All Thumbs

September 18, 2010

It turns out that the most important digits on your hands, when it comes to playing cello, are your thumbs. I base this on my vast 10 months of violoncello playing.

Right Thumb

The right thumb is the spring that allows you to control the bow, particularly when playing rapid eighth or sixteenth notes. It the thumb is rigid or straight you lose flexibility and control. With the thumb relaxed and ever so slightly curved you can roll the bow (i.e., change the contact of the bow hairs and string from the edge of the hairs to the flat of the hairs), and you can quiver the bow in place to play very short, rapid notes.

Left Thumb

Your left thumb is the pivot point around with your fingers are placed on the fingerboard. Ideally the thumb is opposite your middle or second finger. In pieces with backward extensions, necessary to play a Bb for example, moving your thumb as you extend causes you to lose a good first position location. Rooting the thumb as you extend backward keeps your first position placement so you are ready for the next note.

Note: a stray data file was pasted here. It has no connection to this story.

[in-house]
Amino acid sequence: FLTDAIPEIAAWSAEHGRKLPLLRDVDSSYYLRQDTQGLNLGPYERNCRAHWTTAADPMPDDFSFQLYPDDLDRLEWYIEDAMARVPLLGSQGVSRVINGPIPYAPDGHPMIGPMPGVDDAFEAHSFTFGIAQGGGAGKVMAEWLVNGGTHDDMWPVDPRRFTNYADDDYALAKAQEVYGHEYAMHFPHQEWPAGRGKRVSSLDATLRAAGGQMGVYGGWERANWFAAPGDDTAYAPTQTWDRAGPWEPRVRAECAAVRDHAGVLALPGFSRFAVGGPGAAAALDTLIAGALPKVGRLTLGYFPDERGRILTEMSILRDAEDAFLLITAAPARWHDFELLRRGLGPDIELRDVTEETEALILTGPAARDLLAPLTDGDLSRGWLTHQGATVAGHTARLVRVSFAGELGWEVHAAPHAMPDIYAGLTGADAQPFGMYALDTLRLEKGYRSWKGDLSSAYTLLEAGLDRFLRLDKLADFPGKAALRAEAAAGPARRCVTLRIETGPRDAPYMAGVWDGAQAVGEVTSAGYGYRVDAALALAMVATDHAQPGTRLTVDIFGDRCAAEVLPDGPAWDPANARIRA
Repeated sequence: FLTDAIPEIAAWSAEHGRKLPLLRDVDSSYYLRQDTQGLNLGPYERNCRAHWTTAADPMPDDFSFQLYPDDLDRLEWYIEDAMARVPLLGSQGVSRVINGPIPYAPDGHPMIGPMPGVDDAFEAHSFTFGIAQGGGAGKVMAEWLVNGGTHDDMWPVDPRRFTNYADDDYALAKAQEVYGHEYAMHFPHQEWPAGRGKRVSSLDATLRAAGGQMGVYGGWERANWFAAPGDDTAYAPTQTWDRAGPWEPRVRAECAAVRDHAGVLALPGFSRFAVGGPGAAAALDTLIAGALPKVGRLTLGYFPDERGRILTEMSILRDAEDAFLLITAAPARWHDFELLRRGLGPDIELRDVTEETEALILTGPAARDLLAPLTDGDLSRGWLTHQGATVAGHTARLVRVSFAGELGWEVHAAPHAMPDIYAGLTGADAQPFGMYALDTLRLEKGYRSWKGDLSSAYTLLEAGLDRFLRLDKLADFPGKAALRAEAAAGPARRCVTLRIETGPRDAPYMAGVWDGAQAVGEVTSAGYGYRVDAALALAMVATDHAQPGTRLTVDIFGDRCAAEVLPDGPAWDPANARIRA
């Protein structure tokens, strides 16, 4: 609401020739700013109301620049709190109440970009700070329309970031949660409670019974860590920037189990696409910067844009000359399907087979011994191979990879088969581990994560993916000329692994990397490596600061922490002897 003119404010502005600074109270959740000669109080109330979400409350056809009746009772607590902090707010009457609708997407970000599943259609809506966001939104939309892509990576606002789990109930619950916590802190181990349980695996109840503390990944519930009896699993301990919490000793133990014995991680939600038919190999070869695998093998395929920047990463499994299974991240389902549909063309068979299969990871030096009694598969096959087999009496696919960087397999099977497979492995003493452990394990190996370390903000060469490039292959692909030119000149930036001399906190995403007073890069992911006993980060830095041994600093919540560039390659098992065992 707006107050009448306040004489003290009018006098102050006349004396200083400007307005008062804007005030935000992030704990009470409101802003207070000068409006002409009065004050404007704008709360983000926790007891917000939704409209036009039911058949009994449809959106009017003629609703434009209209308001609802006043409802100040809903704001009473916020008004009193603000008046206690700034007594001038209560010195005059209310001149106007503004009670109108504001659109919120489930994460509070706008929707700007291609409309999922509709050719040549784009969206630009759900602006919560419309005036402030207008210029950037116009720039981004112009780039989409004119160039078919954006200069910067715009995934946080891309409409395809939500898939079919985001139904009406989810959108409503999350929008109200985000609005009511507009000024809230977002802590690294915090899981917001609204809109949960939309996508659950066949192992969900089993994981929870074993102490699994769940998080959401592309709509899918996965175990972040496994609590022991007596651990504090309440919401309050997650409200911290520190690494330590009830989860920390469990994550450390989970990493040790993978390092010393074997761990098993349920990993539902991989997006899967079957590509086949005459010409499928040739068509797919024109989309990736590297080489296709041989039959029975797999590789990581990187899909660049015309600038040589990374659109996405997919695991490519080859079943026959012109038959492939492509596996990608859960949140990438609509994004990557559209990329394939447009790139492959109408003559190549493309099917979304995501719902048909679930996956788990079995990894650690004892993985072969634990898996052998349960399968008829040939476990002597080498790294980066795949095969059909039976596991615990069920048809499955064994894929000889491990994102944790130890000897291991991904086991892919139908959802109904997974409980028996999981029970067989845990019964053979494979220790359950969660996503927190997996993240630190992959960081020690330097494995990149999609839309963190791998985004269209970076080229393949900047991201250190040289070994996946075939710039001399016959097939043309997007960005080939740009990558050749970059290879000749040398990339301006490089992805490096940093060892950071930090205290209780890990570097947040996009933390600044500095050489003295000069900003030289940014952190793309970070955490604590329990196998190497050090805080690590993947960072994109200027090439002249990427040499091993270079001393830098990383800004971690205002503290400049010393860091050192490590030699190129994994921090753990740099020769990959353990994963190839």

While the positions (first, second, third, et cetera) are determined by where the first finger is located, the real key is where your thumb is located. As you shift you need to move the thumb. Letting the thumb lag behind introduces tension in the hand and makes reaching the full width of the notes the fingers should span harder than necessary.

I find that when I concentrate on moving my thumb, or not moving, as required by the shift or extension being performed, that my intonation improves immensely. And it is easy to position my thumb (one digit) rather than my fingers (four digits). Plus, as you move up in pitch on the fingerboard, the placement of the fingers changes relative to each other. High on the fingerboard requires the fingers be closer together. It's far less work to position the thumb, than to position all the fingers. This of course is only half true. You have to position the fingers regardless. However, being conscious of the thumb and letting muscle memory take care of the fingers seems to work better for me.

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Mark H. Nichols

I am a husband, cellist, code prole, nerd, technologist, and all around good guy living and working in fly-over country. You should follow me on Twitter.